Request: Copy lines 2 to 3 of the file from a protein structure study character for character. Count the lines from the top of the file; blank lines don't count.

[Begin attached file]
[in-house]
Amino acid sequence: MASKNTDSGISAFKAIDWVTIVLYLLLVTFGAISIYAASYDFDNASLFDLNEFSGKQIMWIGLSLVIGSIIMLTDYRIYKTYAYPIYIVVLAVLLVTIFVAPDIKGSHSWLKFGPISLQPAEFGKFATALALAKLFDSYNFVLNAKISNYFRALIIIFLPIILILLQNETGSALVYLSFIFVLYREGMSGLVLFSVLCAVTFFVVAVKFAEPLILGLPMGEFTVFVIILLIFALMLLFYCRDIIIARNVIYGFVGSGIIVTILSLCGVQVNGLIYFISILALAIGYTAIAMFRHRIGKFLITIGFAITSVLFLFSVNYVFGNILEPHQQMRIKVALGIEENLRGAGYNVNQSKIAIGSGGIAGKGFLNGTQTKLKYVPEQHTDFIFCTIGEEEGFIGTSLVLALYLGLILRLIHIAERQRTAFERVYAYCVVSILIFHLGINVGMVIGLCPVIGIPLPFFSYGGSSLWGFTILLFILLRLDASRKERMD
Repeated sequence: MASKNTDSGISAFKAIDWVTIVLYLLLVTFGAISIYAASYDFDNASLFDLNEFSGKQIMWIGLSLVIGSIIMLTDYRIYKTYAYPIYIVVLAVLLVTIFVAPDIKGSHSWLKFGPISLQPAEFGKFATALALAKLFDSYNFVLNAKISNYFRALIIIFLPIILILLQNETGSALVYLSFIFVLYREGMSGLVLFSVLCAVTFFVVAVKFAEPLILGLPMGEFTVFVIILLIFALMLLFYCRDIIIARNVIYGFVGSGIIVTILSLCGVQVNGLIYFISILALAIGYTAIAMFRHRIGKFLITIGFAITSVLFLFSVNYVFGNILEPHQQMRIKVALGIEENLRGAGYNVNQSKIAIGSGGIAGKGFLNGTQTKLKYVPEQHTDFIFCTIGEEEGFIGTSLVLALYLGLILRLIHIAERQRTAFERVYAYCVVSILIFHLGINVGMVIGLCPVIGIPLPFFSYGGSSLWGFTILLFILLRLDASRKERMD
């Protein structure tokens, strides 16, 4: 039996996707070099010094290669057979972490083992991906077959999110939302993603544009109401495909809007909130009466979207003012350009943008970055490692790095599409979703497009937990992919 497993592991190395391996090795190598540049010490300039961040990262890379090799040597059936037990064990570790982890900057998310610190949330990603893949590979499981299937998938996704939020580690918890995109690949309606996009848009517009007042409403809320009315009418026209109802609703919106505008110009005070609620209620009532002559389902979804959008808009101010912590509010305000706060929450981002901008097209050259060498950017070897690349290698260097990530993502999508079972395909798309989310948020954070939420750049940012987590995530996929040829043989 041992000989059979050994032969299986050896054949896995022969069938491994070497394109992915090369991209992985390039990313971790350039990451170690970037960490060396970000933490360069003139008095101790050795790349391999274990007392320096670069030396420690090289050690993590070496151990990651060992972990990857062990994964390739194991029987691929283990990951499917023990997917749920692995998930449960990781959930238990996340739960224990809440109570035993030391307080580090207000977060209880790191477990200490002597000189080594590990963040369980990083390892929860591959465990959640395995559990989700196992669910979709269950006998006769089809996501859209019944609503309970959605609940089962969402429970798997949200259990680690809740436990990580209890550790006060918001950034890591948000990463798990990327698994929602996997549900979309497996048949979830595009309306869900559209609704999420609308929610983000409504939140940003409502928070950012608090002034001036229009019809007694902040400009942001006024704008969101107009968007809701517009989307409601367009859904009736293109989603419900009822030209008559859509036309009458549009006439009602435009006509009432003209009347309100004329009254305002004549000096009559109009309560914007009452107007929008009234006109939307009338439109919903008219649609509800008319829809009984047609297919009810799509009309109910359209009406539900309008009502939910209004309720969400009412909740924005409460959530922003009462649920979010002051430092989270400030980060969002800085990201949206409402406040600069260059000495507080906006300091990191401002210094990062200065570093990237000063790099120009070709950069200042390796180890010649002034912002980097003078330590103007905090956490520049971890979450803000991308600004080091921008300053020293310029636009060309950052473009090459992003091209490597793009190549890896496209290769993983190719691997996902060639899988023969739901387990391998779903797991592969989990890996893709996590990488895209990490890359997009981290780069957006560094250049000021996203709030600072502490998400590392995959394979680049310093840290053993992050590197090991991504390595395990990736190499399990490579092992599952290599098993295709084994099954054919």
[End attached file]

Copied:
Amino acid sequence: MASKNTDSGISAFKAIDWVTIVLYLLLVTFGAISIYAASYDFDNASLFDLNEFSGKQIMWIGLSLVIGSIIMLTDYRIYKTYAYPIYIVVLAVLLVTIFVAPDIKGSHSWLKFGPISLQPAEFGKFATALALAKLFDSYNFVLNAKISNYFRALIIIFLPIILILLQNETGSALVYLSFIFVLYREGMSGLVLFSVLCAVTFFVVAVKFAEPLILGLPMGEFTVFVIILLIFALMLLFYCRDIIIARNVIYGFVGSGIIVTILSLCGVQVNGLIYFISILALAIGYTAIAMFRHRIGKFLITIGFAITSVLFLFSVNYVFGNILEPHQQMRIKVALGIEENLRGAGYNVNQSKIAIGSGGIAGKGFLNGTQTKLKYVPEQHTDFIFCTIGEEEGFIGTSLVLALYLGLILRLIHIAERQRTAFERVYAYCVVSILIFHLGINVGMVIGLCPVIGIPLPFFSYGGSSLWGFTILLFILLRLDASRKERMD
Repeated sequence: MASKNTDSGISAFKAIDWVTIVLYLLLVTFGAISIYAASYDFDNASLFDLNEFSGKQIMWIGLSLVIGSIIMLTDYRIYKTYAYPIYIVVLAVLLVTIFVAPDIKGSHSWLKFGPISLQPAEFGKFATALALAKLFDSYNFVLNAKISNYFRALIIIFLPIILILLQNETGSALVYLSFIFVLYREGMSGLVLFSVLCAVTFFVVAVKFAEPLILGLPMGEFTVFVIILLIFALMLLFYCRDIIIARNVIYGFVGSGIIVTILSLCGVQVNGLIYFISILALAIGYTAIAMFRHRIGKFLITIGFAITSVLFLFSVNYVFGNILEPHQQMRIKVALGIEENLRGAGYNVNQSKIAIGSGGIAGKGFLNGTQTKLKYVPEQHTDFIFCTIGEEEGFIGTSLVLALYLGLILRLIHIAERQRTAFERVYAYCVVSILIFHLGINVGMVIGLCPVIGIPLPFFSYGGSSLWGFTILLFILLRLDASRKERMD